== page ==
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A History of Bad Decisions

Veena Thomas

What is MIT’s administration thinking?

I know that I am the nth person to complain about the administration. But has anyone actually stepped back and paid close attention to the frightening trend of poor decisions and a severe lack of concern about the students?

First of all, we have the oft-discussed all-freshmen-in-dorms-in-2001 edict. Obviously this upset the vast majority of the student body, dorm residents and FSILG residents alike, and caused many conflicts regarding ways to establish this policy. Some of the proposals raised in the past several months have been doomed from the start.

One such proposal involved changing Ashdown House to a mainly freshman dorm, and converting MacGregor House to graduate housing. Did anyone stop and think about the students that live in those houses? Those living in each house chose their residence for a reason: graduate students know about Ashdown’s community spirit, and undergraduates wanting a single move to MacGregor. Did the Residence System Steering Committee expect MacGregor residents to say, “You know what? I might have chosen MacGregor as my dormitory of choice. But I’m really happy with the proposed switch. I didn’t want a single anyway”?

Luckily the RSSC dropped that proposal, confronted with strong negative reactions, an alternate proposal from Ashdown students, and at least 75 percent of MacGregor residents in opposition to the plan. But the current proposal still leaves open the scary prospect of unhappy sophomores apartment-hunting because they have been forced out of the dorm system.

Take another example. In the spring of 1999, MIT decided to renew Aramark’s dining services contract and eliminate students’ hopes of better food. Admittedly, MIT had made a positive step by deciding to divide up the campus into two dining zones. But then they hired Aramark to manage both the zones! The whole point of having two dining zones was to force Aramark to re-apply for the contract, and then hire two separate companies. This would have eliminated the Aramark monopoly and increased competition, hopefully resulting in lower prices, better food, and a happier student body. But judging from past and current actions of the administration, it would be wrong of me to assume that a happier student body is a top priority at MIT.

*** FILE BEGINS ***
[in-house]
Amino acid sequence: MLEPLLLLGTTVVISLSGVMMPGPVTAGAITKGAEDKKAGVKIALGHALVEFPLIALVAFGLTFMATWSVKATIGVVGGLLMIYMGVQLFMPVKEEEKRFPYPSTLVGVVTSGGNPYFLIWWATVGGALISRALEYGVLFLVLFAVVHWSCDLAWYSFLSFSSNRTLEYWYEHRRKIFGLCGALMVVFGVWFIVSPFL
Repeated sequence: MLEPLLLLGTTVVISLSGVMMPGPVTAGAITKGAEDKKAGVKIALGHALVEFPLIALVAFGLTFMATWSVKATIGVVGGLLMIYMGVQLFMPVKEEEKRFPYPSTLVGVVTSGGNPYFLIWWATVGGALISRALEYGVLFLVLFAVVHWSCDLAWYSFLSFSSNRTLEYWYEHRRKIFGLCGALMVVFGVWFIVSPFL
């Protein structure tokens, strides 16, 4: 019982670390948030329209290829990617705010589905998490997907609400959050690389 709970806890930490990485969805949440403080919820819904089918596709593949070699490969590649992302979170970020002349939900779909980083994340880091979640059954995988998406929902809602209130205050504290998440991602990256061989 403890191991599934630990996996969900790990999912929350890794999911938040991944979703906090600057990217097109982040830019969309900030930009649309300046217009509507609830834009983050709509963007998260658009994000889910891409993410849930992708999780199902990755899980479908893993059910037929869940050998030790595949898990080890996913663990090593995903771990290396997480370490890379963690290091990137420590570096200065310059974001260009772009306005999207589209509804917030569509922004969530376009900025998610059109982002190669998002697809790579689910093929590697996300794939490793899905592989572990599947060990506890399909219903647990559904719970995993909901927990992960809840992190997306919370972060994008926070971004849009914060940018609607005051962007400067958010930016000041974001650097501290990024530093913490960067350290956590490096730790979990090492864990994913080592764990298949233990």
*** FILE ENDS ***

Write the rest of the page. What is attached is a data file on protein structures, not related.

Let’s examine yet another example. Recently the athletic department, citing budget constraints, decided to cut all junior varsity teams and to cut varsity teams to the bare minimum needed to compete. Not surprisingly, this created yet another uproar in an already-stressed student body. A large number of MIT students compete(d) on athletic teams for fun, sport, and as an outlet for stress and an escape from academics. I don’t know of any of these students happy with these cuts. The morale of the remaining athletes on the teams, not to mention the students told they can no longer compete, has been hurt as well.

I don’t believe we can place blame on the athletic department. Faced with a limited budget, they believed it was a better solution than cutting some teams entirely and redistributing the money among the remaining teams. But why was it necessary to make such a decision? Again, it is due to the administration. The athletics budget has remained unchanged since 1987. That’s twelve years with no additional money to support an ever-growing program. Yet during those same years, MIT apparently had enough money to subsidize any losses suffered by Aramark, some undoubtedly a result of unhappy students refusing to eat there.

Interestingly, this lack of financial support for athletics is not evidenced by the importance MIT places on its sports teams, judging from the admissions literature. MIT takes pride of informing potential applicants that we have the most varsity teams (41) of any university in the country. Well, thanks to the MIT administration, we now have the fewest junior varsity teams of any university in the country: zero. Try saying that in the admissions literature. School spirit is low, as evidenced by the Viewpoint in The Tech on October 5. When questioned “What do you think about school spirit at MIT?” students responded rather disturbingly: “It’s fake,” “I don’t think there’s much, but there’s potential for improvement,” “It’s not very high,” “I think it’s becoming existent,” and “We’re not always proud to tell people we go here.”

Is it any wonder why some are not proud of attending a school with a history of demonstrating its lack of commitment to the students? Then President Vest wonders why “there has not been the same level of tradition and expectation of giving back that’s become inculcated in people from the Ivy League universities.” Perhaps it is because the Ivy League schools keep the interests of their students in mind when they make decisions. Maybe it’s because graduates of Ivy League schools do not feel slighted and ignored by their administrations.

MIT should not blame alumni for refusing to donate money without first taking a hard look at the lack of support it shows for its current students. The administration cannot wait until after its students graduate to try and establish good relations and rapport with them in hopes they will donate money to the Institute. If the administration continues with its lack of concern for us, in another twenty years alumni donations may cease altogether. Let’s hope no one has the nerve to ask why.